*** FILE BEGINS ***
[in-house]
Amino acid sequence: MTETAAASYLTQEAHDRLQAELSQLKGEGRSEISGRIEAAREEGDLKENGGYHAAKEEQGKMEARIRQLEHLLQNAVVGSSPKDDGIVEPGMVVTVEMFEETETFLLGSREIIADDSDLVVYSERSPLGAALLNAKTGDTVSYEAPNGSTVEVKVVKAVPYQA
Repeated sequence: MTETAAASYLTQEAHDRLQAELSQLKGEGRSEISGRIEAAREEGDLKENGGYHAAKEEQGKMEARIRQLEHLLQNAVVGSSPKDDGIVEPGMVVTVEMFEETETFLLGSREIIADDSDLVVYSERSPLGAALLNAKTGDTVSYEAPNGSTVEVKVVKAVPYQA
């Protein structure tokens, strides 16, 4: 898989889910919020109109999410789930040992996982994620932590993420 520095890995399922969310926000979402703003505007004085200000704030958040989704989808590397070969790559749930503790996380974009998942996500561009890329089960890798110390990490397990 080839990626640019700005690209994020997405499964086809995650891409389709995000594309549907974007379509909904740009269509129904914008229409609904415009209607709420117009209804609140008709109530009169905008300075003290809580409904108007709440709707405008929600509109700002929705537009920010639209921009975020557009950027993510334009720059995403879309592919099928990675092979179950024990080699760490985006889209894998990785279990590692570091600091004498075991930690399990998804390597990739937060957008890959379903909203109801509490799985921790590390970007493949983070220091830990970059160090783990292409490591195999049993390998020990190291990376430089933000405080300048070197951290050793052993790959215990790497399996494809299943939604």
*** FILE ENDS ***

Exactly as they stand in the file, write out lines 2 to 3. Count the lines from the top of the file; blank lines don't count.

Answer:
Amino acid sequence: MTETAAASYLTQEAHDRLQAELSQLKGEGRSEISGRIEAAREEGDLKENGGYHAAKEEQGKMEARIRQLEHLLQNAVVGSSPKDDGIVEPGMVVTVEMFEETETFLLGSREIIADDSDLVVYSERSPLGAALLNAKTGDTVSYEAPNGSTVEVKVVKAVPYQA
Repeated sequence: MTETAAASYLTQEAHDRLQAELSQLKGEGRSEISGRIEAAREEGDLKENGGYHAAKEEQGKMEARIRQLEHLLQNAVVGSSPKDDGIVEPGMVVTVEMFEETETFLLGSREIIADDSDLVVYSERSPLGAALLNAKTGDTVSYEAPNGSTVEVKVVKAVPYQA